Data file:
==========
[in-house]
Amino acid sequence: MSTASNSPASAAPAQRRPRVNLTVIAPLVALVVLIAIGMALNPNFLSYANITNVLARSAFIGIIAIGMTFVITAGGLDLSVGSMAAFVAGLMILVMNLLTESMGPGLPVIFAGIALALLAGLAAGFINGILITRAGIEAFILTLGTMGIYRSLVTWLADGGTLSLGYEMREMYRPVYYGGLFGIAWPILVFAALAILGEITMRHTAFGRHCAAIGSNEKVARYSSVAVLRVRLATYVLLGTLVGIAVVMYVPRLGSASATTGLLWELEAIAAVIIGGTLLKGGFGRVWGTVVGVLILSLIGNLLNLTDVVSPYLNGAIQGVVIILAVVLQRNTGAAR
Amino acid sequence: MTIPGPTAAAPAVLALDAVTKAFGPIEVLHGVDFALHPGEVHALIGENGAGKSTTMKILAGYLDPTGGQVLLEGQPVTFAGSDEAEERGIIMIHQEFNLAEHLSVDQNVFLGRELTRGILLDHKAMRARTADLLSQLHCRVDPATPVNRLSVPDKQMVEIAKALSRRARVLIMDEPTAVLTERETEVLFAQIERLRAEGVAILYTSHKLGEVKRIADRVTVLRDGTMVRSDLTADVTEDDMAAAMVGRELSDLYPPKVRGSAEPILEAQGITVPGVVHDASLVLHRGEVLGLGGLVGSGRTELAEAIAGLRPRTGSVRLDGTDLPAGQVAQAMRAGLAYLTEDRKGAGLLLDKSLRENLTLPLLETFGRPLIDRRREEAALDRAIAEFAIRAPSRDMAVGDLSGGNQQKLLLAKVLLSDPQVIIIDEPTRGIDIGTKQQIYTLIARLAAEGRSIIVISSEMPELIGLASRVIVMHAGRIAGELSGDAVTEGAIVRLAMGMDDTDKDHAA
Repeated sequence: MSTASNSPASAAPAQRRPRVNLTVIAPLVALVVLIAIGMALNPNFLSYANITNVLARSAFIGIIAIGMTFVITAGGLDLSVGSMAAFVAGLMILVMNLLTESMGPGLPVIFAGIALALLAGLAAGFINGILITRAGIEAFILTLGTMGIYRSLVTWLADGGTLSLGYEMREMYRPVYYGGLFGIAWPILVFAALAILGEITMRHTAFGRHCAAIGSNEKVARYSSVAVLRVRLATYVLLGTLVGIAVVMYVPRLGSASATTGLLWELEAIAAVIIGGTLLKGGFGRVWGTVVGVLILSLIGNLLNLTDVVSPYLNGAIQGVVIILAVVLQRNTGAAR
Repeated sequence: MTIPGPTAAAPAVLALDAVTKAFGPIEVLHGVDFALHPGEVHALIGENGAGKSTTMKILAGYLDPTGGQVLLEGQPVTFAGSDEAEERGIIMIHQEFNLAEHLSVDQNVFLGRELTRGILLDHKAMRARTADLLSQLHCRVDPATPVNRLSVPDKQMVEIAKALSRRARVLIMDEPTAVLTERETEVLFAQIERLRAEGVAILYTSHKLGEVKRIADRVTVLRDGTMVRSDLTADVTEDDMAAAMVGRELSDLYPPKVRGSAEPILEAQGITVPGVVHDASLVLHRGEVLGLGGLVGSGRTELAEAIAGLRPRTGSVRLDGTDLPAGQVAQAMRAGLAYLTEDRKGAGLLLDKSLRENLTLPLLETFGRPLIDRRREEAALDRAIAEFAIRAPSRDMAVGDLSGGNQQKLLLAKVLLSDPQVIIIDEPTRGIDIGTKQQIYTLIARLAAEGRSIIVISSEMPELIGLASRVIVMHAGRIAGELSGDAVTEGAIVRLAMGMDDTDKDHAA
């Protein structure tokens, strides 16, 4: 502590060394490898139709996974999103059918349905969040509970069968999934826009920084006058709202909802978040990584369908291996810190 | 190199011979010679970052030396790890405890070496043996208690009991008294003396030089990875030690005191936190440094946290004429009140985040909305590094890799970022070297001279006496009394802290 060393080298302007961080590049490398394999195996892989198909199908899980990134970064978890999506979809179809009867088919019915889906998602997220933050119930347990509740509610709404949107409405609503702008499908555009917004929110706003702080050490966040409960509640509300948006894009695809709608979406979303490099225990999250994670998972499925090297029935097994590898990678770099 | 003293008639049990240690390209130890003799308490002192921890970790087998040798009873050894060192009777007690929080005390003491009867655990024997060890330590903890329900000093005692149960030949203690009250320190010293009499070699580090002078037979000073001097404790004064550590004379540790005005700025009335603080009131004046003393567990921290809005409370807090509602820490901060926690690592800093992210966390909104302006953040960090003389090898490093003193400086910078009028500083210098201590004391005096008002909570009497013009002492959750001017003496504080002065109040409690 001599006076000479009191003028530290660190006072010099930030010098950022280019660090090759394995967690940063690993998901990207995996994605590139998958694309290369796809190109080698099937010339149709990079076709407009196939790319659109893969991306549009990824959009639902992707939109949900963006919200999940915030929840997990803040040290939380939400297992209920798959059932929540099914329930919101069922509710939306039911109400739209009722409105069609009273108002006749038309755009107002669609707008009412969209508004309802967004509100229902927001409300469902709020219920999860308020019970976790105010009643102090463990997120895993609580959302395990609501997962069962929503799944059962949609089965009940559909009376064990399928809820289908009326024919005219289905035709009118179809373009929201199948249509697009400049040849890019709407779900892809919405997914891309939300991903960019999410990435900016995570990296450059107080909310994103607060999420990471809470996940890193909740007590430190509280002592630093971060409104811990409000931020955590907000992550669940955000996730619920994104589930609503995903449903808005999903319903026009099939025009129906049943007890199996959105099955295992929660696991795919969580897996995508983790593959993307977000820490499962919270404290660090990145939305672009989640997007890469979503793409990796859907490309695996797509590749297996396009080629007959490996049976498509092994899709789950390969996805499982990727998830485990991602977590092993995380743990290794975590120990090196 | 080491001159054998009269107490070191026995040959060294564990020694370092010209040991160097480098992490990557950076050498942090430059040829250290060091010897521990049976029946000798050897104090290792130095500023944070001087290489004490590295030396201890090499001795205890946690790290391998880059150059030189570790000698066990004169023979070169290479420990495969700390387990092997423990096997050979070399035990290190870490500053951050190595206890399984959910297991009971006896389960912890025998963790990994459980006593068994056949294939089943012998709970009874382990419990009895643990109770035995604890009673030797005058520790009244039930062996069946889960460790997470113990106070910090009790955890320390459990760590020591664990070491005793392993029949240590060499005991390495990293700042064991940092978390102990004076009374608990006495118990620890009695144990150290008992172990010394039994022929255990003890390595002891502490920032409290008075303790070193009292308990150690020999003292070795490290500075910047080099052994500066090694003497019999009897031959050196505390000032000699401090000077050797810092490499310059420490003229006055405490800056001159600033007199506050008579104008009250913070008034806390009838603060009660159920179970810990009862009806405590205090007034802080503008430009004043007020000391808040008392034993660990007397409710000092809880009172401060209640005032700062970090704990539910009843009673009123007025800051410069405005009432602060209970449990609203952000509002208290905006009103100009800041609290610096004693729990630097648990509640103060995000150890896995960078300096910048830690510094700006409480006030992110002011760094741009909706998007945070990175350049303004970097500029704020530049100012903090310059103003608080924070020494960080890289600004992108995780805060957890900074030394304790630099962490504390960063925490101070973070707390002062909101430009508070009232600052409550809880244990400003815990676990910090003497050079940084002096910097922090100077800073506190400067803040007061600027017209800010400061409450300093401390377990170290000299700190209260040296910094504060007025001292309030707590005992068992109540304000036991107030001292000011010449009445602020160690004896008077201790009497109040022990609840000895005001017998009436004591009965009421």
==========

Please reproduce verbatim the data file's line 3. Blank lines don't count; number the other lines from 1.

Amino acid sequence: MTIPGPTAAAPAVLALDAVTKAFGPIEVLHGVDFALHPGEVHALIGENGAGKSTTMKILAGYLDPTGGQVLLEGQPVTFAGSDEAEERGIIMIHQEFNLAEHLSVDQNVFLGRELTRGILLDHKAMRARTADLLSQLHCRVDPATPVNRLSVPDKQMVEIAKALSRRARVLIMDEPTAVLTERETEVLFAQIERLRAEGVAILYTSHKLGEVKRIADRVTVLRDGTMVRSDLTADVTEDDMAAAMVGRELSDLYPPKVRGSAEPILEAQGITVPGVVHDASLVLHRGEVLGLGGLVGSGRTELAEAIAGLRPRTGSVRLDGTDLPAGQVAQAMRAGLAYLTEDRKGAGLLLDKSLRENLTLPLLETFGRPLIDRRREEAALDRAIAEFAIRAPSRDMAVGDLSGGNQQKLLLAKVLLSDPQVIIIDEPTRGIDIGTKQQIYTLIARLAAEGRSIIVISSEMPELIGLASRVIVMHAGRIAGELSGDAVTEGAIVRLAMGMDDTDKDHAA